Allegedly Falsely Identified Suspect Renews Excessive Force

Posted by Steve Eversole | Sep 23, 2016 | 0 Comments

Lawsuit He Claims Left Him Partially Paralyzed

An Indian man in his late 50s had been visiting his son and grandson in Madison, Alabama last February when he went out for a walk and became the alleged victim of police brutality that left him partially paralyzed, though his condition has improved slightly since then according to an article published by NBC News. The incident began when police received a call regarding a suspicious looking black man that had been looking at garages and houses in in the neighborhood.

When police responded, the victim allegedly could not speak English and did not understand what the officers were requesting him to do. Ultimately, the officers stopped the victim on the street, searched him for weapons, and allegedly slammed the victim to the ground using a maneuver known as a leg sweep. It was this action that caused the victim to suffer an injury to his spinal cord that caused him to “immediately become paralyzed in his arms and legs” before finally being handcuffed. The officers claim that the victim jerked away from them during a weapons frisk on four occasions, which led to the decision to take the suspect to the ground.

The Procedure Thus Far

So far, the victim and his family members have had an uphill battle trying to prove that the victim's civil rights were violated, a main contention of the case. According to the article, the police officer accused in this particular incident saw charges of state misdemeanor assault charges leveled against him when the suit was initially filed dropped. Additionally, two federal civil trials regarding the incident have resulted in hung juries.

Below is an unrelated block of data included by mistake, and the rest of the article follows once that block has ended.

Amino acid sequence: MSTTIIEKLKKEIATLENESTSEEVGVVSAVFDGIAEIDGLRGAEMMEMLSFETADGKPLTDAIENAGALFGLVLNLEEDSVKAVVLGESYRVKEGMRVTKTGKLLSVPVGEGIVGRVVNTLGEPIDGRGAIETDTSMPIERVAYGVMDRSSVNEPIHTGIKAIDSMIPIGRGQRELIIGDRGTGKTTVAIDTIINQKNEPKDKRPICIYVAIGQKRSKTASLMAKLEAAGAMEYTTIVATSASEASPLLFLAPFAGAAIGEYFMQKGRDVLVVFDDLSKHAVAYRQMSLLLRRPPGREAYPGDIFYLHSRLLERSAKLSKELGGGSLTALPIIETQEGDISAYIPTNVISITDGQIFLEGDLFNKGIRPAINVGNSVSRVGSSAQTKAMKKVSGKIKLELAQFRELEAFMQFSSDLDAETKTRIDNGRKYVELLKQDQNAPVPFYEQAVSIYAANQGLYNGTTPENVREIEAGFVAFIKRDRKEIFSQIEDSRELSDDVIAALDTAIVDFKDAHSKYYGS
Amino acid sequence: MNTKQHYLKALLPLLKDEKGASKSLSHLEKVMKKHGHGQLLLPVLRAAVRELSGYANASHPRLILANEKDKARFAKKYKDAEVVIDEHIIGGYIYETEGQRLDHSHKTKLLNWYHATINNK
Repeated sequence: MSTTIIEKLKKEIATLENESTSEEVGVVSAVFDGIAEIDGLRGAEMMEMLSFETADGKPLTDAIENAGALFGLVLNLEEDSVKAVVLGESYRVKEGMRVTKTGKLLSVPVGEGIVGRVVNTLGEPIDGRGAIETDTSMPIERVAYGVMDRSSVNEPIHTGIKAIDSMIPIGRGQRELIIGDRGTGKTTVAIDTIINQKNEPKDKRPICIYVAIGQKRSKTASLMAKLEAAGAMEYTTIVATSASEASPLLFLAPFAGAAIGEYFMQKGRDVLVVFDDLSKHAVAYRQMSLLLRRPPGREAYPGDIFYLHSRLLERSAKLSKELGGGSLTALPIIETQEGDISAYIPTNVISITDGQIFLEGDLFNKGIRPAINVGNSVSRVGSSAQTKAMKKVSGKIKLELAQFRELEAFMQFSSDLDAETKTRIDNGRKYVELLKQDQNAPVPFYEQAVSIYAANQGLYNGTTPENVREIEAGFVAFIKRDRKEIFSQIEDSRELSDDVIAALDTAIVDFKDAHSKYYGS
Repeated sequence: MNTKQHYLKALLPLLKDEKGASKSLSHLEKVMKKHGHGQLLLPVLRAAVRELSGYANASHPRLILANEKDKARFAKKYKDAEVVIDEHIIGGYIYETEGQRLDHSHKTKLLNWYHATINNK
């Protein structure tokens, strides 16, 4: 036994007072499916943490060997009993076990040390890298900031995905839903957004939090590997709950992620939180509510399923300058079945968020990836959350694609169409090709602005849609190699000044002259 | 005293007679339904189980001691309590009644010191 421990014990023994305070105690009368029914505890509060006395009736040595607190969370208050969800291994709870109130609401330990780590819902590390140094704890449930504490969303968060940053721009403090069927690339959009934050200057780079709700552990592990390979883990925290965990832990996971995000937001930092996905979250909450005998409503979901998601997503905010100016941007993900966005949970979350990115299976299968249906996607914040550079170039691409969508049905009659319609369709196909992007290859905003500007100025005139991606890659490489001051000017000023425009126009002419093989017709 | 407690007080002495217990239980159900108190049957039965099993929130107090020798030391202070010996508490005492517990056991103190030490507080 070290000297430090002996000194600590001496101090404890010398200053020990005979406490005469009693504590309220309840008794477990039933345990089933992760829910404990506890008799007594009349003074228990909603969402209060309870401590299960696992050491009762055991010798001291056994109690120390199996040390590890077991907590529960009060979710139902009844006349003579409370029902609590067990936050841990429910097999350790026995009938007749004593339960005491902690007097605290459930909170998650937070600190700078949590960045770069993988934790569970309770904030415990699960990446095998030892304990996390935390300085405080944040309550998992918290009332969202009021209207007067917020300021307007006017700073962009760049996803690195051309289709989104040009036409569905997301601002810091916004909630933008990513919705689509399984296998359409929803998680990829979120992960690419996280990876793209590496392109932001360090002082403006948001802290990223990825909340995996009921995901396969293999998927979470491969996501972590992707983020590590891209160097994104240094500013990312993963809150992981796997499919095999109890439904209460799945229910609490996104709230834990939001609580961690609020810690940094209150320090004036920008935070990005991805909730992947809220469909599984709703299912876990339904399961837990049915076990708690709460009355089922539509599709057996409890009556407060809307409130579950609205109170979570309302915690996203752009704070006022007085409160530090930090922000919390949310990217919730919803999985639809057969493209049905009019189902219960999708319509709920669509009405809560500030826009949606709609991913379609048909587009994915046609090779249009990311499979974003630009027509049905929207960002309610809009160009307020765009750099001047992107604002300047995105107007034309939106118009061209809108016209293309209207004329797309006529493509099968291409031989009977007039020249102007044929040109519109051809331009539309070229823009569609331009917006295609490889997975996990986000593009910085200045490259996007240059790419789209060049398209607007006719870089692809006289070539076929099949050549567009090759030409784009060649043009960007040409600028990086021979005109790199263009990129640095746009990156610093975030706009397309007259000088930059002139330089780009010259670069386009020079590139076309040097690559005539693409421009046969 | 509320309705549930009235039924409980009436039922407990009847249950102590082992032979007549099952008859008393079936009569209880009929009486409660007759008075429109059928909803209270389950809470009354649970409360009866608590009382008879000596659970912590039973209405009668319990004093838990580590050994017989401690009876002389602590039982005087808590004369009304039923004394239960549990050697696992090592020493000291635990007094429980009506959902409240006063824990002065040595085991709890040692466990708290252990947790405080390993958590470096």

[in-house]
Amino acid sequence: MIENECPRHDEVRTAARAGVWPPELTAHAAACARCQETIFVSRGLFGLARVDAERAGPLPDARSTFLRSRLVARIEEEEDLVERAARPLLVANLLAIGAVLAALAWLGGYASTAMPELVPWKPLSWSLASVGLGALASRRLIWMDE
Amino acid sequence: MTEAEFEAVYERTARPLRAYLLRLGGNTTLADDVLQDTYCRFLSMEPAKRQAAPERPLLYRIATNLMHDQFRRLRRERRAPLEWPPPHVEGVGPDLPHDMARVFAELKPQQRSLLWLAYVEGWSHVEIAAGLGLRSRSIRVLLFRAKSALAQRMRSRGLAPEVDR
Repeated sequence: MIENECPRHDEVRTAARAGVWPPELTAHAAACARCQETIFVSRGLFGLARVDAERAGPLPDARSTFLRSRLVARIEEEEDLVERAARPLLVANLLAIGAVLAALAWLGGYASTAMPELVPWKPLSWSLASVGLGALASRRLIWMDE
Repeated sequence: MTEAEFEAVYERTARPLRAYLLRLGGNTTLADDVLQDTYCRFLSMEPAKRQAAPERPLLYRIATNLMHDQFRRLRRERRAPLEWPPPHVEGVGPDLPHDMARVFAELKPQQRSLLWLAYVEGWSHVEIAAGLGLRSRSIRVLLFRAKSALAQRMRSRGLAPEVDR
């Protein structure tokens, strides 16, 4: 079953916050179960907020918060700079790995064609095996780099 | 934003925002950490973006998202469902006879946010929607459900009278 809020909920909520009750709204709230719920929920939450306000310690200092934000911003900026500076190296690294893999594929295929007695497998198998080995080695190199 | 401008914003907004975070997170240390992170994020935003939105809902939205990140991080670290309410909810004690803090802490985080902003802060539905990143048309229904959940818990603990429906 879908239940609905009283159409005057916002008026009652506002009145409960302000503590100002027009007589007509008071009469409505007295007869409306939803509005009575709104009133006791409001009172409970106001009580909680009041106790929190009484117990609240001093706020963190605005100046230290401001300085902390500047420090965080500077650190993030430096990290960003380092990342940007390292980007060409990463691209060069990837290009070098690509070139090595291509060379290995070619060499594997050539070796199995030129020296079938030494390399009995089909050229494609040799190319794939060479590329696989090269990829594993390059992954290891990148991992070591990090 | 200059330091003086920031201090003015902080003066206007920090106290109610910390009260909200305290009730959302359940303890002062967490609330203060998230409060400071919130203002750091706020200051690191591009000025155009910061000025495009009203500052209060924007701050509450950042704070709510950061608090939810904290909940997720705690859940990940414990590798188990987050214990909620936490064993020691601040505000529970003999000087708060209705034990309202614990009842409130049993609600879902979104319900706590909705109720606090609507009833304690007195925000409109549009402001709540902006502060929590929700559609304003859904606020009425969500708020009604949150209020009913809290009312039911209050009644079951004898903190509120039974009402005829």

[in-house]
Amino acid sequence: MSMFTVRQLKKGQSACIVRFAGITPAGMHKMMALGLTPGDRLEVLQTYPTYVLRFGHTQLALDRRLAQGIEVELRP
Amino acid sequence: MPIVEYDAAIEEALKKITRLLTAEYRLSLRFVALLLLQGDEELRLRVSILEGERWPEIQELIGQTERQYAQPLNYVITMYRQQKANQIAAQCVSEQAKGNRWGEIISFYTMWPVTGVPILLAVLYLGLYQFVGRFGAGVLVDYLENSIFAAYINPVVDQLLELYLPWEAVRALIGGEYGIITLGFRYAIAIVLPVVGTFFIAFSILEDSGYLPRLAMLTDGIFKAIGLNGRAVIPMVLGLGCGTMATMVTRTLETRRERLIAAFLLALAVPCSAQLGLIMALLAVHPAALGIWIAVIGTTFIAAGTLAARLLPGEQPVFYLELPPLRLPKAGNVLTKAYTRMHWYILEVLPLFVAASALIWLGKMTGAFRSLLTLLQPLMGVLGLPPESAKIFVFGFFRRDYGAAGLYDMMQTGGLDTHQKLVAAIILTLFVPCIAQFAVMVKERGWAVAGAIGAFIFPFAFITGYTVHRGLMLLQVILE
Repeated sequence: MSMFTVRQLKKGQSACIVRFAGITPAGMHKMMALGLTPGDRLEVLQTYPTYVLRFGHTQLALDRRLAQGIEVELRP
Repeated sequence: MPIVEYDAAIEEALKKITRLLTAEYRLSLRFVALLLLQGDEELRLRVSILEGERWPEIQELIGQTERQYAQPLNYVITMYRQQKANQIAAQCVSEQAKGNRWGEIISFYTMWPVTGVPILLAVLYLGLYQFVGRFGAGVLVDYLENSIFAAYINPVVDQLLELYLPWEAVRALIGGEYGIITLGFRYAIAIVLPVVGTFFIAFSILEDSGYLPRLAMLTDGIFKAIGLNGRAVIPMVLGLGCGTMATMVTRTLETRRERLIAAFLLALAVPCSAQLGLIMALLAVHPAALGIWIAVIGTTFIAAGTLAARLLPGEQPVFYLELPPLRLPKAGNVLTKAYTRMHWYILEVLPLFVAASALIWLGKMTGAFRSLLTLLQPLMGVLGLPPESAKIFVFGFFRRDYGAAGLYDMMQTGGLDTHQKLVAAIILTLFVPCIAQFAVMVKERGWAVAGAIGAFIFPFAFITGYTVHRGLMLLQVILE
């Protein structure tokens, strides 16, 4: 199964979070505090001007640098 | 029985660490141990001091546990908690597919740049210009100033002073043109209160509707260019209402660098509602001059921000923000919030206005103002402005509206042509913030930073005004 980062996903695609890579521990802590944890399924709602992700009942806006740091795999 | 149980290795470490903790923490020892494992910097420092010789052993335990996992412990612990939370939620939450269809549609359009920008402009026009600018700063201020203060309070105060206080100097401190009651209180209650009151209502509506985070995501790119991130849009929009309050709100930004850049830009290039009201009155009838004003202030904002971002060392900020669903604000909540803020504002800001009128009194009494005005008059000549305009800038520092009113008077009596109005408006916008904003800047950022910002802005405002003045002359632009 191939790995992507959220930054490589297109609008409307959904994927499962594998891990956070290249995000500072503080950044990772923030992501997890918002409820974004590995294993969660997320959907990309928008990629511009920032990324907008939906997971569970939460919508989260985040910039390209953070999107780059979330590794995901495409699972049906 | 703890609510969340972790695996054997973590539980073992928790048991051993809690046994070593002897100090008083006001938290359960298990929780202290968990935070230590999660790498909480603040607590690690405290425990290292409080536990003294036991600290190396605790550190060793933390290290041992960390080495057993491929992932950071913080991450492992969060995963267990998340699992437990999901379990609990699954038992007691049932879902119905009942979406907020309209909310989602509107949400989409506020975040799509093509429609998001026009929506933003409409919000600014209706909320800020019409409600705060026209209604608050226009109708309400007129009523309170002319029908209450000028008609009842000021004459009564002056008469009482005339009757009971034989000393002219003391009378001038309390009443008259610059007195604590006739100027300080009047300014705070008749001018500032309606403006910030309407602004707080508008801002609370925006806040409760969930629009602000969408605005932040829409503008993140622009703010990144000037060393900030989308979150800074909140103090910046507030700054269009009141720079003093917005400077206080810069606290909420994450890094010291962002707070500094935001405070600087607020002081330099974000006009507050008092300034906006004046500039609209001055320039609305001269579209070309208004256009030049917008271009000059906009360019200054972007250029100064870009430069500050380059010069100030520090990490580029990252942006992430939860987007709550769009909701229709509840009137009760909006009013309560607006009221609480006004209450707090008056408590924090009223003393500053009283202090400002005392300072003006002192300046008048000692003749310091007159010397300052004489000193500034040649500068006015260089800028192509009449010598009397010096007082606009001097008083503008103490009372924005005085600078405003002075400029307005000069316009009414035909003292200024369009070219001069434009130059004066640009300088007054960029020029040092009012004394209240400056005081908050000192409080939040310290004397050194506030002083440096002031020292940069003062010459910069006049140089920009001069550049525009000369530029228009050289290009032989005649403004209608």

A hung jury is a jury that cannot reach the required level of agreement to return a verdict of guilty or not guilty. In cases of a hung jury, some judges will order the jury to deliberate more to try and come to an agreement. However, a judge may declare a mistrial for a hung jury because it may become apparent that no amount of deliberation will overcome the jury's deadlocked opinions. Mistrials can be declared for other reasons, so not every mistrial is the result of a hung jury. When a mistrial is declared, the case can usually be retried based on the same pleadings originally used. Both parties can sometimes amend their pleadings for a new trial, depending on court procedure at the venue they are working in.

Recently, the case has been refiled with another amended pleading on behalf of the victim that alleges the police officer involved violated Alabama state law regarding illegal search and assault; false arrest and false imprisonment; and assault and battery and excessive force. According to the article, the newly revised complaint also adds two additional claims against the City of Madison, Alabama under federal legal theories, including: failing to train its police officers, and employing departmental policies such as police stops and pat downs that resulted in a violation of the victim's civil rights.

Legal Assistance

Many times, communities can be on edge because of differences between residents and police. This tension can fuel interactions that can lead to false arrests or additional charges when situations are not handled correctly by one or both parties. If you are facing criminal charges, it is important that you contact a criminal defense attorney that has experience handling the types of charges you are facing.

Not only is is possible for an innocent person to go to jail or to be convinced to plead to lesser charges if they do not have a strong legal advocate protecting their rights, but serious injury can also result from interactions with police. If you or a loved one have been charge with a crime in Alabama, including incidents that have resulted in the potential use of excessive force by law enforcement officers, contact the criminal defense team at Eversole Law to schedule a consultation about the circumstances of your case.

About the Author

Steve Eversole

Admitted to practice in All State and Federal Courts in Alabama: AllAlabama State Courts, Alabama Supreme Court, Alabama Court of Appeals,Northern...

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